Florida’s emergency management chief said Sunday the state would be able to meet the need for critical-care hospital space and ventilators.
He added that the state has a dedicated team of people who are assigned to plan for how Florida should deal with the threat of a hurricane during the coronavirus pandemic.
The Atlantic hurricane season begins June. 1
“I have full confidence that we’ll be able to meet the ICU capacity,” state Emergency Management Director Jared Moskowitz said in an interview with Miami television station WPLG. “We feel that we’ll be able to meet the capacity as far as the beds, or the potential bed issue, or the potential issue with ventilators.”
When he was asked about a projected peak need in early May of 2,500 beds and a current capacity of less than 1,700, Moskowitz said the state has already purchased and received 4,300 hospital beds to meet the need.
Moskowitz also explained that field hospitals have been established in Broward and Miami-Dade counties; field hospitals are pre-positioned for Jacksonville and the Orlando area; there is capacity for a 400-bed hospital to be set up at the Miami Beach Convention Center; and work is being completed to reopen two closed facilities in Miami-Dade County.
According to Moskowitz, the Federal Emergency Management Agency and the Department of Health and Human Services “have been fantastic” about responding to Florida’s requests for ventilators from the national supply, and the state has already received four shipments.
There are currently more than 4,000 ventilators available in the state, and Emergency Management is working with places such as ambulatory surgery centers to relocate some of their equipment.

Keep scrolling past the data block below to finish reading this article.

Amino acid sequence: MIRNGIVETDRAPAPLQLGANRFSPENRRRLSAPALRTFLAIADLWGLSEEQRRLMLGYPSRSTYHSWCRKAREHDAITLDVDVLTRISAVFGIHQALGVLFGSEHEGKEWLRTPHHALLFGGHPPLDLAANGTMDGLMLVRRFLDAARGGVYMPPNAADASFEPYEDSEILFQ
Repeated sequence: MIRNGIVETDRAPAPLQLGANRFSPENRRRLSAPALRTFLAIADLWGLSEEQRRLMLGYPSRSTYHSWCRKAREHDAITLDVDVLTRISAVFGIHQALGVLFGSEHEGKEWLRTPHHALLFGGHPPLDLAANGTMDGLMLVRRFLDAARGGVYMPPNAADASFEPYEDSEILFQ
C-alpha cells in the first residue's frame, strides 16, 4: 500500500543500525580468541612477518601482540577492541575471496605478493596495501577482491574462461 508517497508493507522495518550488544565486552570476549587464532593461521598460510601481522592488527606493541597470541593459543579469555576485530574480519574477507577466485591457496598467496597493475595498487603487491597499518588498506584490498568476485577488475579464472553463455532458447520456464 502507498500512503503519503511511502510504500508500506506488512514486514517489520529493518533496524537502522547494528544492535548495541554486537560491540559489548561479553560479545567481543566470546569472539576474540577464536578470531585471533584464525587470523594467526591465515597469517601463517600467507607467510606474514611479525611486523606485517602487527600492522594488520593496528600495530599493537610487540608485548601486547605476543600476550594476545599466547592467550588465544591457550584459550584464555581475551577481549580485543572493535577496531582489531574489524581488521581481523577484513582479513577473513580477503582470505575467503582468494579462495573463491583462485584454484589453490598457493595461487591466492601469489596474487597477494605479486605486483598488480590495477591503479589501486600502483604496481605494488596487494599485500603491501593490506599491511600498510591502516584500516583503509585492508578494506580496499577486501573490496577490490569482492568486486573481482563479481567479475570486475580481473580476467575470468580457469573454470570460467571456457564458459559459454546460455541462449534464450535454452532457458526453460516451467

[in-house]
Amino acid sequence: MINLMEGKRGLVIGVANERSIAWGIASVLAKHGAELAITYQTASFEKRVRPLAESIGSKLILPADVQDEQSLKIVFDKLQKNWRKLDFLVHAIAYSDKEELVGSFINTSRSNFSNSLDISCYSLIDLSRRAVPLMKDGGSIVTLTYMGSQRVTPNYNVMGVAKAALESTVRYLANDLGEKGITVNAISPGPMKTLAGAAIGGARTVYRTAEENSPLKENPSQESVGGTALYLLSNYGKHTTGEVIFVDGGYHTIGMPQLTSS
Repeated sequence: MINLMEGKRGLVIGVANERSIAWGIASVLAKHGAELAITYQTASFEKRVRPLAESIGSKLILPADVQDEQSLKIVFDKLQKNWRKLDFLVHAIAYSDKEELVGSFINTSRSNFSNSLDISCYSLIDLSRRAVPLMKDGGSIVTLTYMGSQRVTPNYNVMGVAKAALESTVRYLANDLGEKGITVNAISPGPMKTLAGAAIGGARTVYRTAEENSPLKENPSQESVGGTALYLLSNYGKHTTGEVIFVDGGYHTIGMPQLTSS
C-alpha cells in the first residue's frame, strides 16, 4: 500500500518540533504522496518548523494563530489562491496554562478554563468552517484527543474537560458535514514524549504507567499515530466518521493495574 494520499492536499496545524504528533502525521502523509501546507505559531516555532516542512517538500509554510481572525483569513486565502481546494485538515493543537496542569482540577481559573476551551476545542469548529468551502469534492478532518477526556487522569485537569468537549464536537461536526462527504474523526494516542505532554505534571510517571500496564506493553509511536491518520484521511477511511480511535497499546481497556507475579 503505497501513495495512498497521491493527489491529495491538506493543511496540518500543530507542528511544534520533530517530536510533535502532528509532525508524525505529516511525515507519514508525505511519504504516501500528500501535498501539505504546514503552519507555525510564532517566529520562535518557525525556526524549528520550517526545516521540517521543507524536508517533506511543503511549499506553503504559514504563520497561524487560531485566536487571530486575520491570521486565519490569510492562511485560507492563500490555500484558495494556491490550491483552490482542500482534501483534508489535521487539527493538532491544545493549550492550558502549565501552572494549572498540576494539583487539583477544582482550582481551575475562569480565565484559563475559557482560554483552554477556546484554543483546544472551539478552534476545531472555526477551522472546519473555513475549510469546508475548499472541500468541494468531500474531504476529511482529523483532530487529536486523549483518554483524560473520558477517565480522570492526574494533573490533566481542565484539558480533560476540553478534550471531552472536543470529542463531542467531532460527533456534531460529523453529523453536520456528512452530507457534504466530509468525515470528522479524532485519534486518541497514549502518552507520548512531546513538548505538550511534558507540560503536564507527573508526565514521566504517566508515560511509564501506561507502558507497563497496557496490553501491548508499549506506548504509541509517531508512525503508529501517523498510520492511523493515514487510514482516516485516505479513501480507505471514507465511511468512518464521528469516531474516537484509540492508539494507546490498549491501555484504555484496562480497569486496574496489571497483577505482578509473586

“We are gathering up those resources, pre-positioning them, just like we would do in a hurricane” so they can be used in hospitals when needed.
In terms of emergency managers planning for hurricane season during the coronavirus outbreak, “Even with this pandemic, I’m not planning for tomorrow or planning for next week. I’m planning for the month after that and the month after that,” Moskowitz emphasized said.
To that end, a “planning cell” has been separated from operations at the state Emergency Operations Center in order to focus on hurricane planning. Among the questions it is considering are: How shelters will be operated? Will there be evacuations out of, or into, “hot zones,” depending on where a storm is headed? Will schools be used as shelters?
“These are all the things that we’re developing plans and procedures around with COVID-19,” Moskowitz said. “We have to do that in the emergency management space.”